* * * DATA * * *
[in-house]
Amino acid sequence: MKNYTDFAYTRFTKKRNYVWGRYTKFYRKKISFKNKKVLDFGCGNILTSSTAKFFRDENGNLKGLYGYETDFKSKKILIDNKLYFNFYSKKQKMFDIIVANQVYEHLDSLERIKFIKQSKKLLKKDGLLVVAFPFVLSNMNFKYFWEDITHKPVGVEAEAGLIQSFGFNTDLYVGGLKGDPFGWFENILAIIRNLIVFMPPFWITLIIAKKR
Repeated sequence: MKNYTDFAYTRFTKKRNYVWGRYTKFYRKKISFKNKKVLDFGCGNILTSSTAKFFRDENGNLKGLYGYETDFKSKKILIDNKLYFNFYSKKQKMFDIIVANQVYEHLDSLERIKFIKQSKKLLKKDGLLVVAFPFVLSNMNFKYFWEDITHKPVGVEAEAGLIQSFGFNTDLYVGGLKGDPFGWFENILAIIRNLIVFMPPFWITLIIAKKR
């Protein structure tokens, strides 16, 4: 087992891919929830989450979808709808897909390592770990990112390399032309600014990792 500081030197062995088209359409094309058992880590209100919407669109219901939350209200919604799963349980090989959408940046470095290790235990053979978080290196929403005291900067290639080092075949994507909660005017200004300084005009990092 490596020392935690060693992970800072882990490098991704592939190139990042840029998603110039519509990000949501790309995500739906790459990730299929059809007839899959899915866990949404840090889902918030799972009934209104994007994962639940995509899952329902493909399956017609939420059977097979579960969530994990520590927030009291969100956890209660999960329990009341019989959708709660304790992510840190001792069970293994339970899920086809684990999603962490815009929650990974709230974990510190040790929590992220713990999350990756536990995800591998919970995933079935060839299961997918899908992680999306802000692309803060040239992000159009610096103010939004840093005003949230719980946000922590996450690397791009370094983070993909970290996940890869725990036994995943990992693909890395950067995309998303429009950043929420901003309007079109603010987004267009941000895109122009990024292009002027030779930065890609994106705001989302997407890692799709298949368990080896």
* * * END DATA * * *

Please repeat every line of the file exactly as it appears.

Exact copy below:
[in-house]
Amino acid sequence: MKNYTDFAYTRFTKKRNYVWGRYTKFYRKKISFKNKKVLDFGCGNILTSSTAKFFRDENGNLKGLYGYETDFKSKKILIDNKLYFNFYSKKQKMFDIIVANQVYEHLDSLERIKFIKQSKKLLKKDGLLVVAFPFVLSNMNFKYFWEDITHKPVGVEAEAGLIQSFGFNTDLYVGGLKGDPFGWFENILAIIRNLIVFMPPFWITLIIAKKR
Repeated sequence: MKNYTDFAYTRFTKKRNYVWGRYTKFYRKKISFKNKKVLDFGCGNILTSSTAKFFRDENGNLKGLYGYETDFKSKKILIDNKLYFNFYSKKQKMFDIIVANQVYEHLDSLERIKFIKQSKKLLKKDGLLVVAFPFVLSNMNFKYFWEDITHKPVGVEAEAGLIQSFGFNTDLYVGGLKGDPFGWFENILAIIRNLIVFMPPFWITLIIAKKR
């Protein structure tokens, strides 16, 4: 087992891919929830989450979808709808897909390592770990990112390399032309600014990792 500081030197062995088209359409094309058992880590209100919407669109219901939350209200919604799963349980090989959408940046470095290790235990053979978080290196929403005291900067290639080092075949994507909660005017200004300084005009990092 490596020392935690060693992970800072882990490098991704592939190139990042840029998603110039519509990000949501790309995500739906790459990730299929059809007839899959899915866990949404840090889902918030799972009934209104994007994962639940995509899952329902493909399956017609939420059977097979579960969530994990520590927030009291969100956890209660999960329990009341019989959708709660304790992510840190001792069970293994339970899920086809684990999603962490815009929650990974709230974990510190040790929590992220713990999350990756536990995800591998919970995933079935060839299961997918899908992680999306802000692309803060040239992000159009610096103010939004840093005003949230719980946000922590996450690397791009370094983070993909970290996940890869725990036994995943990992693909890395950067995309998303429009950043929420901003309007079109603010987004267009941000895109122009990024292009002027030779930065890609994106705001989302997407890692799709298949368990080896």